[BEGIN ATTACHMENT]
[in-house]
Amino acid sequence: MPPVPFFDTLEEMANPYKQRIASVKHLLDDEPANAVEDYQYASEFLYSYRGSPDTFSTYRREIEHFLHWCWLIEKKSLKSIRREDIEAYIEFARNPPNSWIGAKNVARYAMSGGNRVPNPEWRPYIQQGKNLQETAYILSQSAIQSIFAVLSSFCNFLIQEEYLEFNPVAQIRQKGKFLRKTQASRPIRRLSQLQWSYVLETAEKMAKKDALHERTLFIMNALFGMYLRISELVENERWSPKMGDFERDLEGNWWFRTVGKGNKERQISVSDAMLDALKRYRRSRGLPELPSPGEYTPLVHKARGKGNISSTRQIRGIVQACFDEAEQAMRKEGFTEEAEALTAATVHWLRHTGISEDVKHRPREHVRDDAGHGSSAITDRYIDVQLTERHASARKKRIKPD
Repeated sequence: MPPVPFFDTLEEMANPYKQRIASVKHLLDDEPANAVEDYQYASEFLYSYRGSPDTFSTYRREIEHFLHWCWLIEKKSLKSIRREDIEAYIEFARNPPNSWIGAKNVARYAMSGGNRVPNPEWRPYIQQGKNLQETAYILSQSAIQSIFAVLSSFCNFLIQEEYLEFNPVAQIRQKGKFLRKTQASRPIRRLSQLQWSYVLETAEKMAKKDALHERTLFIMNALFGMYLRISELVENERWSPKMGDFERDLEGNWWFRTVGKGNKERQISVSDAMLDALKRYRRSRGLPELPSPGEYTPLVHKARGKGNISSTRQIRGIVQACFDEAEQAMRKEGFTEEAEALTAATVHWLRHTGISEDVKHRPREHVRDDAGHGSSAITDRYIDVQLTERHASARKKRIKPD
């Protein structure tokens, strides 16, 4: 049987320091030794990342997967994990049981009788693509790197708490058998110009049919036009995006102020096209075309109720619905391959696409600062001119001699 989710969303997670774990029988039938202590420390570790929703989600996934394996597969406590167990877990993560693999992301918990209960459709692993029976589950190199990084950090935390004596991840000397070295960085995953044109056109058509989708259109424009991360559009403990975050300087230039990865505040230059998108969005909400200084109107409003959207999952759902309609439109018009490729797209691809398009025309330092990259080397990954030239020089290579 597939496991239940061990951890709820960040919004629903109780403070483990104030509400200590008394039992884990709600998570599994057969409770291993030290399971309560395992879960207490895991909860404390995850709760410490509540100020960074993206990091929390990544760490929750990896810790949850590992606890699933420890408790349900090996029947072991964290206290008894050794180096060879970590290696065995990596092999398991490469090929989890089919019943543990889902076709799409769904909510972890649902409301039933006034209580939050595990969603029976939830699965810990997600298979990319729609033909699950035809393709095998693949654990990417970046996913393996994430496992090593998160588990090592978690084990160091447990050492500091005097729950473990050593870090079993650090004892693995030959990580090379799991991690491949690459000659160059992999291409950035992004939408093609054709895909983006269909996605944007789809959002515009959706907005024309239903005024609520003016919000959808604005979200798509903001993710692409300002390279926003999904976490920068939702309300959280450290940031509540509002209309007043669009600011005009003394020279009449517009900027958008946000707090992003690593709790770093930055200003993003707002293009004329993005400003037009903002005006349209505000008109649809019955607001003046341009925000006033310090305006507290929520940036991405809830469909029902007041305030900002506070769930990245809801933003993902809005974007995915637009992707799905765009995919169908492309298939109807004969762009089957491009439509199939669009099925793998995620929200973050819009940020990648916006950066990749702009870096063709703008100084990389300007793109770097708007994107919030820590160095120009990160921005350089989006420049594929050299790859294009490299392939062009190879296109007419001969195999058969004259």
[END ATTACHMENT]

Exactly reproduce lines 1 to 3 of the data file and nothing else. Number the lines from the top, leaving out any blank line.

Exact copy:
[in-house]
Amino acid sequence: MPPVPFFDTLEEMANPYKQRIASVKHLLDDEPANAVEDYQYASEFLYSYRGSPDTFSTYRREIEHFLHWCWLIEKKSLKSIRREDIEAYIEFARNPPNSWIGAKNVARYAMSGGNRVPNPEWRPYIQQGKNLQETAYILSQSAIQSIFAVLSSFCNFLIQEEYLEFNPVAQIRQKGKFLRKTQASRPIRRLSQLQWSYVLETAEKMAKKDALHERTLFIMNALFGMYLRISELVENERWSPKMGDFERDLEGNWWFRTVGKGNKERQISVSDAMLDALKRYRRSRGLPELPSPGEYTPLVHKARGKGNISSTRQIRGIVQACFDEAEQAMRKEGFTEEAEALTAATVHWLRHTGISEDVKHRPREHVRDDAGHGSSAITDRYIDVQLTERHASARKKRIKPD
Repeated sequence: MPPVPFFDTLEEMANPYKQRIASVKHLLDDEPANAVEDYQYASEFLYSYRGSPDTFSTYRREIEHFLHWCWLIEKKSLKSIRREDIEAYIEFARNPPNSWIGAKNVARYAMSGGNRVPNPEWRPYIQQGKNLQETAYILSQSAIQSIFAVLSSFCNFLIQEEYLEFNPVAQIRQKGKFLRKTQASRPIRRLSQLQWSYVLETAEKMAKKDALHERTLFIMNALFGMYLRISELVENERWSPKMGDFERDLEGNWWFRTVGKGNKERQISVSDAMLDALKRYRRSRGLPELPSPGEYTPLVHKARGKGNISSTRQIRGIVQACFDEAEQAMRKEGFTEEAEALTAATVHWLRHTGISEDVKHRPREHVRDDAGHGSSAITDRYIDVQLTERHASARKKRIKPD